1.6.10 LEC

1.6.10 LEC - What is Psychology? Psychology The scientific...

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Unformatted text preview: What is Psychology? Psychology The scientific study of behavior (what we do) and mental processes (inner thoughts and feelings) Neuroscience Developmental Cognitive Social Clinical I s Psychology necessary? Humans tend to be overconfident I s Boston north or south of Paris? People tend to be more confident than correct Hindsight Bias The I -knew-it-all-along phenomenon I f you want to teach a habit that persists, reward the desired behavior ever time, not just intermittently Most abused children do not become abusive adults The brain remains active during sleep Fear of harmless objects, such as flowers, are as easy to acquire as fears of potentially dangerous objects, such as snakes Modules 3 Psychological approaches Statistics Experiments You=genetics x experience Nature-nurture Debate No longer exists This is an antiquated approach to neuroscience, psychology and behavior All behaviors and phenotypes (observable traits) are a product of both genetics (nature) and experience/environment (nurture) Behavior Genetics Field used to explain and predict individual differences Genes: Our codes for life Genes live on chromosomes, which are found in every human cell Chromosomes Humans have 46 chromosomes 23 from mother and 23 from father Genes Small segments of DNA Humans have ~30,000 genes Genes can either be active (expressed) or inactive Genome The set of complete instructions for making an organism, containing all the genes in that organism. Thus, the human genome makes us human and the genome for drosophila makes it a common house fly. Our genome is very similar to other primates Humans share ~96% genome with chimpanzees The small genetic differences lead to large functional differences (e.g. language) Twin Studies Some researchers think its a good way to tease apart the influences of environment and heredity I dentical twins share the exact same genetic makeup Twin Studies Twin Studies However, keep in mind that identical twins are also treated differently by the environment (e.g. other people) than fraternal twins or other siblings Thus, they not only share the same genes, but probably have a more similar environment than fraternal twins Adoption Studies (Separated Twins) Same genes, different environment Provides opportunity to examine the effects of environment on outcome Adoption Studies (Separated Twins) However, some of the anecdotal evidence of similarity in twins reared apart could just be coincidence Also, adoption agencies tend to place separated twins in similar homes Adoptive studies strongly point to the simple fact that biologically related children turn out to be different in a family. So investigators ask: Do siblings have differing experiences?...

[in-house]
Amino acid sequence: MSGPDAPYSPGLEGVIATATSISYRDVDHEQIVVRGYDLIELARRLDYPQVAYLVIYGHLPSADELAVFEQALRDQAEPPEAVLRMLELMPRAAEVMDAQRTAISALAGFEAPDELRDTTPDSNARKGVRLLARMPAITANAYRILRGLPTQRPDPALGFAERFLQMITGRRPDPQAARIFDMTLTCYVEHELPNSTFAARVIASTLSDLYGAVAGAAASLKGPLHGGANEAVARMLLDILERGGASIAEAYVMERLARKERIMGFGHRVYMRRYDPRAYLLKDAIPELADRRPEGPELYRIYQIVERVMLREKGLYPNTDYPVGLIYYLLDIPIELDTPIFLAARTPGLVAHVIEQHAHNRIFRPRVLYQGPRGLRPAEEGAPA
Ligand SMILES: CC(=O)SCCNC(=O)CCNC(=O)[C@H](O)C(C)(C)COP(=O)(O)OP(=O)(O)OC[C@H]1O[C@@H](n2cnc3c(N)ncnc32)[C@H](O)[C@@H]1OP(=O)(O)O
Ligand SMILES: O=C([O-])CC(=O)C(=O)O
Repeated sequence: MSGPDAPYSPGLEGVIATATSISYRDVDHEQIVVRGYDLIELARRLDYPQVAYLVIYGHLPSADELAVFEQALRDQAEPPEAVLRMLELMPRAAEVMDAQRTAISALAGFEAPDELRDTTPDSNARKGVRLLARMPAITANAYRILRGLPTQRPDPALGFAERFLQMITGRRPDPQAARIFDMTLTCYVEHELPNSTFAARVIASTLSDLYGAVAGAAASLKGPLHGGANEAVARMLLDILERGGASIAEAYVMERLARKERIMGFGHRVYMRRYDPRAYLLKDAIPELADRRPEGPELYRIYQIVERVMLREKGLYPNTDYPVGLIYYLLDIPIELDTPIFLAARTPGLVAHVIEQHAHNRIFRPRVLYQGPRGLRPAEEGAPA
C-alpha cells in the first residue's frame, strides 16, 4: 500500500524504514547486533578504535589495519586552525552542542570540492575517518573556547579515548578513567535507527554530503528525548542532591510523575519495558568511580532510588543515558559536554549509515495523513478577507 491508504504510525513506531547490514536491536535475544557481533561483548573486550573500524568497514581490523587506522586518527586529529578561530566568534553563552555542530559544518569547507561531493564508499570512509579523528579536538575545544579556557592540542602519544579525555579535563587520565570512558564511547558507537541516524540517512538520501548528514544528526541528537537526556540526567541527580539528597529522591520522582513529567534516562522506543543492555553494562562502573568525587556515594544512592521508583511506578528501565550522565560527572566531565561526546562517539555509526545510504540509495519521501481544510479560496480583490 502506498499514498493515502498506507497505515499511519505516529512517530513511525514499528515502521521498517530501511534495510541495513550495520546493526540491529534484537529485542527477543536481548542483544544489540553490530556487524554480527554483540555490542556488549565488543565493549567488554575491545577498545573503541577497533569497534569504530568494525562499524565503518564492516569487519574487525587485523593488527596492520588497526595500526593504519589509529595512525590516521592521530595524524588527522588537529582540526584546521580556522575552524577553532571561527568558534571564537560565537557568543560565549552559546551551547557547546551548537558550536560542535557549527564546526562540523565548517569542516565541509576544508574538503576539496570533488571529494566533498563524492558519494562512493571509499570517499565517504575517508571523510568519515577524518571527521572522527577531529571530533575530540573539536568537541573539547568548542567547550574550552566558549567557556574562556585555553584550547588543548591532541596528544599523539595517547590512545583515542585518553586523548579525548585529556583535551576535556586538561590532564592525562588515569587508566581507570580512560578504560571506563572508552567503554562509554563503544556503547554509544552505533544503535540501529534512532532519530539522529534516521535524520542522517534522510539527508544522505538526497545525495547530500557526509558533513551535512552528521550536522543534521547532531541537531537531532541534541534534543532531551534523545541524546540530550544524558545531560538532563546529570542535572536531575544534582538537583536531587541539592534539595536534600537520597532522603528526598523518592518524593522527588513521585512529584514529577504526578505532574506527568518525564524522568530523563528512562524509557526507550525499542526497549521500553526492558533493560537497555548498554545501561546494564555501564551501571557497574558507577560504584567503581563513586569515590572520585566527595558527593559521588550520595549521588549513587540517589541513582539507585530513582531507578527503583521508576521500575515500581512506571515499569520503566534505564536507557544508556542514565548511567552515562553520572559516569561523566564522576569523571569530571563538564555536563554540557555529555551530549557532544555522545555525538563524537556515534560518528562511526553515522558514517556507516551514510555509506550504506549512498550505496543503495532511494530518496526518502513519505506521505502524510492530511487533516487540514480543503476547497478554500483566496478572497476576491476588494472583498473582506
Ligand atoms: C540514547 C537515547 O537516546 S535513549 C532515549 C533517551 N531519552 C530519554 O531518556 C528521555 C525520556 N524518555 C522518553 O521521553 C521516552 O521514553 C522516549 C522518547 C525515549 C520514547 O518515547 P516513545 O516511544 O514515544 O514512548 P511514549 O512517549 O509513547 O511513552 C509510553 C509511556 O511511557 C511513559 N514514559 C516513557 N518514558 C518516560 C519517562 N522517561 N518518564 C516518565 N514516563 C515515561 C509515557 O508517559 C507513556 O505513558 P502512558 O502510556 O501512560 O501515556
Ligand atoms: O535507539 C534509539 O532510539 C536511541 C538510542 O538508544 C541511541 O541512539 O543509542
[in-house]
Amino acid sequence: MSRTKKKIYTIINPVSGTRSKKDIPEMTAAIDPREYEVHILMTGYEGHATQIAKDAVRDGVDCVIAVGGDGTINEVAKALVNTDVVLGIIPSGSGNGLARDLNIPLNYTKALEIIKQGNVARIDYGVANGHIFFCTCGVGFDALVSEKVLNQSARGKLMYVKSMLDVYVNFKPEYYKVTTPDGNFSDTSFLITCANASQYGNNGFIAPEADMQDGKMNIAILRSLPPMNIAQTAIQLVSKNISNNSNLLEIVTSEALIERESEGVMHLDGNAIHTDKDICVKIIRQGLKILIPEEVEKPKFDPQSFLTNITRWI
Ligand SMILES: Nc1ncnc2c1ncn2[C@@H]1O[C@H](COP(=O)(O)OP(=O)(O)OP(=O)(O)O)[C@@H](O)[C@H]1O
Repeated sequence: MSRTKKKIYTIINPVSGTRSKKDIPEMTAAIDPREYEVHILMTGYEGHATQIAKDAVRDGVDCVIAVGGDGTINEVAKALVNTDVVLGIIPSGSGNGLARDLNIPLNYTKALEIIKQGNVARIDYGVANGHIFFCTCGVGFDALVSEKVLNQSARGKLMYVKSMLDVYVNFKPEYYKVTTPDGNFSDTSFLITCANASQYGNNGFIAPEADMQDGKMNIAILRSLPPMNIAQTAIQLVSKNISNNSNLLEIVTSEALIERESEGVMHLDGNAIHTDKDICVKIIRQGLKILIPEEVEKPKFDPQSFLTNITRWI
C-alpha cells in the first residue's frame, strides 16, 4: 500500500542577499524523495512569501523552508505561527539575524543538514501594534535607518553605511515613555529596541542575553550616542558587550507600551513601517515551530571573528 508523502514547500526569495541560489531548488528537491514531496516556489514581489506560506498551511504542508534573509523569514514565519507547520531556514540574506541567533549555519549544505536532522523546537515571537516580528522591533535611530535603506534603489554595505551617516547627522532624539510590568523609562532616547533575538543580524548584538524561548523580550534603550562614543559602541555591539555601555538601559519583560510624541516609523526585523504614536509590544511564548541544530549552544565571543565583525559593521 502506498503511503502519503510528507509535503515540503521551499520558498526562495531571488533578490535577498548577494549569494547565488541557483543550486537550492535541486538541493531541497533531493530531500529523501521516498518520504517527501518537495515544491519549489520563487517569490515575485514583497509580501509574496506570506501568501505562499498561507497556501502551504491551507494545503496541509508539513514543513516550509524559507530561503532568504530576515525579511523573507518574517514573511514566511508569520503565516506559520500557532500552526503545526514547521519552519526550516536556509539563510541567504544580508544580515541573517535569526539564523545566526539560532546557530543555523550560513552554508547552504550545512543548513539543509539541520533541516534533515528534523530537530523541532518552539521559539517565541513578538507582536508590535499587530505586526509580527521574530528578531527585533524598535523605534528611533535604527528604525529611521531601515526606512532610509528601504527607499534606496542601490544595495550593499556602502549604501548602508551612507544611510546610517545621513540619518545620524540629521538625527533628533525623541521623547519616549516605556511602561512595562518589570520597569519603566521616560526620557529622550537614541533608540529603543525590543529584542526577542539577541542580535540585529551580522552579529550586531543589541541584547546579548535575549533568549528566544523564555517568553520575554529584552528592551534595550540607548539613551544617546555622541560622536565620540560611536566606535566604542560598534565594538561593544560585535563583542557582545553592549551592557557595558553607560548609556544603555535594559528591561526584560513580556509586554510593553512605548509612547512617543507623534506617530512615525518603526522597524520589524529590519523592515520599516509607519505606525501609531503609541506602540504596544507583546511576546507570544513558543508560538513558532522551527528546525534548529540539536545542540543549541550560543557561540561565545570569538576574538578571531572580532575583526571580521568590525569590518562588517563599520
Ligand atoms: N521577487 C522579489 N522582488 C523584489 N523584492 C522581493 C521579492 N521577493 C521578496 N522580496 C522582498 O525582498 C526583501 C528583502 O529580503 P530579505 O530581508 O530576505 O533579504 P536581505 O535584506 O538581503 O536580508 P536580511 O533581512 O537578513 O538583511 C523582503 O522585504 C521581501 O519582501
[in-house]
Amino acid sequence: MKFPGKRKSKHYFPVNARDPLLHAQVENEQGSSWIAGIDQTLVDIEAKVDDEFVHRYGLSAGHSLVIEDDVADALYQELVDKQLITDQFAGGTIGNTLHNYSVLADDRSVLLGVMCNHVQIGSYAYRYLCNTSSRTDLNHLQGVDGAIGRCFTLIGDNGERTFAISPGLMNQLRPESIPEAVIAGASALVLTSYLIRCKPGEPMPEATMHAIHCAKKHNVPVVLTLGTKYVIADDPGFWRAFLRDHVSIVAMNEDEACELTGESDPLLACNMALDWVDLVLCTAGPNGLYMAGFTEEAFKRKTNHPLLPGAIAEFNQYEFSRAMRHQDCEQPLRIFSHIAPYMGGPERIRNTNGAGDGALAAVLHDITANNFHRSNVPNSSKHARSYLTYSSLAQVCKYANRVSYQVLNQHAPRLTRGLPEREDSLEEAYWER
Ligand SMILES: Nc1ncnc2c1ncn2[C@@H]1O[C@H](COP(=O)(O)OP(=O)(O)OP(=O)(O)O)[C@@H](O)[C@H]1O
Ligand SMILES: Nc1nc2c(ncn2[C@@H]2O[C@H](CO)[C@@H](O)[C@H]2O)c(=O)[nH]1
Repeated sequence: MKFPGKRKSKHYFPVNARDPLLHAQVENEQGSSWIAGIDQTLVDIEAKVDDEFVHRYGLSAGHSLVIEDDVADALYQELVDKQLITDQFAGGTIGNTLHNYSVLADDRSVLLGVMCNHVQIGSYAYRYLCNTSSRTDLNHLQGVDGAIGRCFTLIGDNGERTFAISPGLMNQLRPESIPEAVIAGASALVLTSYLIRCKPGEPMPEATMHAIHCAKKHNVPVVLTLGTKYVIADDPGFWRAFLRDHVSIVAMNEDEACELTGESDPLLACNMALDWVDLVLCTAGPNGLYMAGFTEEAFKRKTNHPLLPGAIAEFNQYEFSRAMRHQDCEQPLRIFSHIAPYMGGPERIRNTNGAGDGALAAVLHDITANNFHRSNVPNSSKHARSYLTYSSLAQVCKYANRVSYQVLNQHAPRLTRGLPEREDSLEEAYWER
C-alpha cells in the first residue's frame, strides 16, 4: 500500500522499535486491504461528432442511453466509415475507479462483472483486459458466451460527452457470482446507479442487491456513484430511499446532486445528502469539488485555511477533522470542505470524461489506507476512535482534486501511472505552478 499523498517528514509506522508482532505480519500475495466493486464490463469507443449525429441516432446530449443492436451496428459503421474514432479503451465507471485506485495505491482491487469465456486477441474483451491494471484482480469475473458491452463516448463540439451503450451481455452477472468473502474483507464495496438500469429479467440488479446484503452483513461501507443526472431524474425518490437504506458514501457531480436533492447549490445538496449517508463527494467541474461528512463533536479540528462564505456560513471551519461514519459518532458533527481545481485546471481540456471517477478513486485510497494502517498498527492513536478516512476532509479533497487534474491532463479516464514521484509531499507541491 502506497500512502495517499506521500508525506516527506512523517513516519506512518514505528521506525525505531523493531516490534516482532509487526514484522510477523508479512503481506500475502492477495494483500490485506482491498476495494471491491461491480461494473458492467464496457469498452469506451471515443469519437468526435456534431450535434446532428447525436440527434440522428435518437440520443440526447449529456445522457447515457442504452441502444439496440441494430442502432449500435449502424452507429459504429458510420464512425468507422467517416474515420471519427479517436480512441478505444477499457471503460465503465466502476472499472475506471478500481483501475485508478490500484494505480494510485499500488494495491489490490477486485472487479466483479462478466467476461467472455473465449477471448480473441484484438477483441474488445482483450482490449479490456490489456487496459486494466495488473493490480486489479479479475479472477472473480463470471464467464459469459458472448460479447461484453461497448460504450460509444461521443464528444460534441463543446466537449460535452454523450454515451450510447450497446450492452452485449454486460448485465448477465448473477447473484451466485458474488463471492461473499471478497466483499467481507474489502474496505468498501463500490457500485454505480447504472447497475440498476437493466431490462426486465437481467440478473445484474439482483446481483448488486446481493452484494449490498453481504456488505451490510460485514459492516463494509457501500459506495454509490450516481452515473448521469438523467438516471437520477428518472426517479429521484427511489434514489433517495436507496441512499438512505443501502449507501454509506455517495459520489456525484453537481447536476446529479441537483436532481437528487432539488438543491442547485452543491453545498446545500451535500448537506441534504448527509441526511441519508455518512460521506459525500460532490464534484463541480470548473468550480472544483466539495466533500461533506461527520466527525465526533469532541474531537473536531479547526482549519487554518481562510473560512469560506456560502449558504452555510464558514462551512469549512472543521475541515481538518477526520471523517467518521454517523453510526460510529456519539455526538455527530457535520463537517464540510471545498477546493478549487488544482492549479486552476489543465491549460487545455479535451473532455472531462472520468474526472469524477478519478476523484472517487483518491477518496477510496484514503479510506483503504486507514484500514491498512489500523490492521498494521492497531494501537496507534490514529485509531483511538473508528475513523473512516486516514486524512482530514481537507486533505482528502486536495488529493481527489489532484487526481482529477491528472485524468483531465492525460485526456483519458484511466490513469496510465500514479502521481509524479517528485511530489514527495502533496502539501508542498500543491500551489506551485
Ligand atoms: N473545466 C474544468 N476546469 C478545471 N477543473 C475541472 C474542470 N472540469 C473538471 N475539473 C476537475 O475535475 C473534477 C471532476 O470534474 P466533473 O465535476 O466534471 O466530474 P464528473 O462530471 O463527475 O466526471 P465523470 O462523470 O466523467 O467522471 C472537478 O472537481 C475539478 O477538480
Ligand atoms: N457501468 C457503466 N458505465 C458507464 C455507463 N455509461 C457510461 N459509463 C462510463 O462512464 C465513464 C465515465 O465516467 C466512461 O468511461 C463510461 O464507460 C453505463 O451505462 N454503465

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This note was uploaded on 09/20/2011 for the course PSYCH 10 taught by Professor Zaidel during the Spring '08 term at UCLA.

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1.6.10 LEC - What is Psychology? Psychology The scientific...

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